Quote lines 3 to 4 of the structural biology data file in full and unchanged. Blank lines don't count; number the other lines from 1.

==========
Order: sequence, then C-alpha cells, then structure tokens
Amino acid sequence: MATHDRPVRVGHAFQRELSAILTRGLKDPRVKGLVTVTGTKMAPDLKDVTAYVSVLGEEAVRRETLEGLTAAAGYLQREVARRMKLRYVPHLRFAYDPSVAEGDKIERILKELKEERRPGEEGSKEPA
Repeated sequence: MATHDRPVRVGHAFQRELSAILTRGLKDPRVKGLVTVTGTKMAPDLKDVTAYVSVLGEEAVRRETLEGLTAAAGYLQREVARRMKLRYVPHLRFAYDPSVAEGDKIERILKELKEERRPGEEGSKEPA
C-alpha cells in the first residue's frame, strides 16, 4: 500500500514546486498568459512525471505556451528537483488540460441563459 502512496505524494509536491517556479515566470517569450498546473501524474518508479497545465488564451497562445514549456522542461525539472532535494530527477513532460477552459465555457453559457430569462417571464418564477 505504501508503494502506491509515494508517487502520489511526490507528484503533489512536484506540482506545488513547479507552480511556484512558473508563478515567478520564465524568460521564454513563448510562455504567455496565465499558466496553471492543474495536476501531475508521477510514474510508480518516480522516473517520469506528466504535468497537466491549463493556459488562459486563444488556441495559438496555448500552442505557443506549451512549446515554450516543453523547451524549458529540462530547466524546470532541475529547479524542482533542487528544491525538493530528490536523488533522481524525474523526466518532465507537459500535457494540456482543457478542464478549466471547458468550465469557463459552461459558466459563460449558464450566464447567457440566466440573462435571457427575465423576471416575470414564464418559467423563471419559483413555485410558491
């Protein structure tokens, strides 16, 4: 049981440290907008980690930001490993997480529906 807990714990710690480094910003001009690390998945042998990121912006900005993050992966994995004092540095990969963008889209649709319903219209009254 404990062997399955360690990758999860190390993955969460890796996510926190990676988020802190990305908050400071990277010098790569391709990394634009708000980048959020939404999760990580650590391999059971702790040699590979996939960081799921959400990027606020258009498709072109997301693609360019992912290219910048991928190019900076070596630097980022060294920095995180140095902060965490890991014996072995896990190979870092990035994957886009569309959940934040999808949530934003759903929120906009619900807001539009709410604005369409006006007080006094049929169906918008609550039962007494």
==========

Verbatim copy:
Repeated sequence: MATHDRPVRVGHAFQRELSAILTRGLKDPRVKGLVTVTGTKMAPDLKDVTAYVSVLGEEAVRRETLEGLTAAAGYLQREVARRMKLRYVPHLRFAYDPSVAEGDKIERILKELKEERRPGEEGSKEPA
C-alpha cells in the first residue's frame, strides 16, 4: 500500500514546486498568459512525471505556451528537483488540460441563459 502512496505524494509536491517556479515566470517569450498546473501524474518508479497545465488564451497562445514549456522542461525539472532535494530527477513532460477552459465555457453559457430569462417571464418564477 505504501508503494502506491509515494508517487502520489511526490507528484503533489512536484506540482506545488513547479507552480511556484512558473508563478515567478520564465524568460521564454513563448510562455504567455496565465499558466496553471492543474495536476501531475508521477510514474510508480518516480522516473517520469506528466504535468497537466491549463493556459488562459486563444488556441495559438496555448500552442505557443506549451512549446515554450516543453523547451524549458529540462530547466524546470532541475529547479524542482533542487528544491525538493530528490536523488533522481524525474523526466518532465507537459500535457494540456482543457478542464478549466471547458468550465469557463459552461459558466459563460449558464450566464447567457440566466440573462435571457427575465423576471416575470414564464418559467423563471419559483413555485410558491